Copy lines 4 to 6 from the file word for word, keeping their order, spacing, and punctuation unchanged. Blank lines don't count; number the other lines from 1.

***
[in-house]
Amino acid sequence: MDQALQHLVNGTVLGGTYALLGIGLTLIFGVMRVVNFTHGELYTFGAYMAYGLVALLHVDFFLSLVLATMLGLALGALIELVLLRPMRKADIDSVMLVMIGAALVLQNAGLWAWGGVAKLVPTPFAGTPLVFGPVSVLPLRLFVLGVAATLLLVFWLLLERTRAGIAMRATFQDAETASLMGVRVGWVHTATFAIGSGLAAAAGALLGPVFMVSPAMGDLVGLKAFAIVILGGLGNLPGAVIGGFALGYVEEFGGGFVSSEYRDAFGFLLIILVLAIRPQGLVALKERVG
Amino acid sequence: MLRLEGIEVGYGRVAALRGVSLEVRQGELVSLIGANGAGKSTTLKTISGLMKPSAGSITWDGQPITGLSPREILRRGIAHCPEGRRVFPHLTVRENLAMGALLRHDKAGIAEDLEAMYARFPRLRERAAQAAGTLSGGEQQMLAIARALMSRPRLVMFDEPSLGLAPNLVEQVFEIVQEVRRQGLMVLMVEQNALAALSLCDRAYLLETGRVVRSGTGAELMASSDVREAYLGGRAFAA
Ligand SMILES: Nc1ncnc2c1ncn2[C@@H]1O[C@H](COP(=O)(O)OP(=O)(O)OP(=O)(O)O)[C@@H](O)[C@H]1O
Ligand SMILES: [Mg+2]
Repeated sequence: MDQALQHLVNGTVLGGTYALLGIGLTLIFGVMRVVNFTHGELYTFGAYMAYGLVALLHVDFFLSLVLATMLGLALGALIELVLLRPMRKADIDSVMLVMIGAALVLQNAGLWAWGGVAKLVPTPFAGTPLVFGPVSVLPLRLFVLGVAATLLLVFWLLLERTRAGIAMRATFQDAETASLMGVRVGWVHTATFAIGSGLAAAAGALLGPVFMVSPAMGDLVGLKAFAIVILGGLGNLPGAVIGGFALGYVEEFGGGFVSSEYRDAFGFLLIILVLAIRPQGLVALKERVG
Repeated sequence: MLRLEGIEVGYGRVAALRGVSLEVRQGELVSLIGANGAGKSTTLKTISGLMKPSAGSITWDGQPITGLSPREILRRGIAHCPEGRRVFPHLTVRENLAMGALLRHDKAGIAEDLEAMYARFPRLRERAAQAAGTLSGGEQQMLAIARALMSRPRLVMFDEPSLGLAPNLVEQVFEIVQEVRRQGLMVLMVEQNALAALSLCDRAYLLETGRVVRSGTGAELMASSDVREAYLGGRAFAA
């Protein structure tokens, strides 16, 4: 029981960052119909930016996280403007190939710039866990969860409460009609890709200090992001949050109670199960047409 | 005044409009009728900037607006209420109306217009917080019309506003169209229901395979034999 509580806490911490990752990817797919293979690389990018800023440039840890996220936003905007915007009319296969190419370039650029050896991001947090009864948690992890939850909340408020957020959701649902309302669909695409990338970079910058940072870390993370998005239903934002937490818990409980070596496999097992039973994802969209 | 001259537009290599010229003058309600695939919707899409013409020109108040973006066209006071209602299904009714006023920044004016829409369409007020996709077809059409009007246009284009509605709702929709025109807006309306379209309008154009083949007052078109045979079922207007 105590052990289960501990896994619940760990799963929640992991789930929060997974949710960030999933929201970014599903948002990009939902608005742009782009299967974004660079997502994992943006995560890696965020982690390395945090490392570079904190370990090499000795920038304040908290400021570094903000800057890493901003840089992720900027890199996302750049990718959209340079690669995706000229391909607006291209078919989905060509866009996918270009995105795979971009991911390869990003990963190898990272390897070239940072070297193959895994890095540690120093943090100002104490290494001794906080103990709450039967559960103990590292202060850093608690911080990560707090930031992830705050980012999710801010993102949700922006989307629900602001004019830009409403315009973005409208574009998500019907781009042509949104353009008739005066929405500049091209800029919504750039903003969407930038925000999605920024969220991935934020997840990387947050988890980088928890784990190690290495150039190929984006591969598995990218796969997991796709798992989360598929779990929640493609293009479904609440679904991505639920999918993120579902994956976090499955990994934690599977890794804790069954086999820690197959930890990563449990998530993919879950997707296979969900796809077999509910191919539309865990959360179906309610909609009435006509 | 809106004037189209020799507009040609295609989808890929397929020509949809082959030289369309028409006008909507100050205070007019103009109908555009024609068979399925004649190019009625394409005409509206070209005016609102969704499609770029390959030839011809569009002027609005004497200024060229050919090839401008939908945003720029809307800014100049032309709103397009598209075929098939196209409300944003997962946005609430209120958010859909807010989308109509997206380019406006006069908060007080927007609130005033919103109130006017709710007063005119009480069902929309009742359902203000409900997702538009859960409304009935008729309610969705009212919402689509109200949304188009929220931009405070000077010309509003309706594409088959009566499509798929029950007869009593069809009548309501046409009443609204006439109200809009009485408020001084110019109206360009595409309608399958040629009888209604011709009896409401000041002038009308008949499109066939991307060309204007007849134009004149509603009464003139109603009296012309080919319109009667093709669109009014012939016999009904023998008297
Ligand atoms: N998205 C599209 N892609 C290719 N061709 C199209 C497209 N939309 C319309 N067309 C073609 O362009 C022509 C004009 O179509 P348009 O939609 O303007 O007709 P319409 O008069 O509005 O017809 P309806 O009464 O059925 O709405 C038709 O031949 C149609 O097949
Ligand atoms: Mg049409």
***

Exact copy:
Ligand SMILES: Nc1ncnc2c1ncn2[C@@H]1O[C@H](COP(=O)(O)OP(=O)(O)OP(=O)(O)O)[C@@H](O)[C@H]1O
Ligand SMILES: [Mg+2]
Repeated sequence: MDQALQHLVNGTVLGGTYALLGIGLTLIFGVMRVVNFTHGELYTFGAYMAYGLVALLHVDFFLSLVLATMLGLALGALIELVLLRPMRKADIDSVMLVMIGAALVLQNAGLWAWGGVAKLVPTPFAGTPLVFGPVSVLPLRLFVLGVAATLLLVFWLLLERTRAGIAMRATFQDAETASLMGVRVGWVHTATFAIGSGLAAAAGALLGPVFMVSPAMGDLVGLKAFAIVILGGLGNLPGAVIGGFALGYVEEFGGGFVSSEYRDAFGFLLIILVLAIRPQGLVALKERVG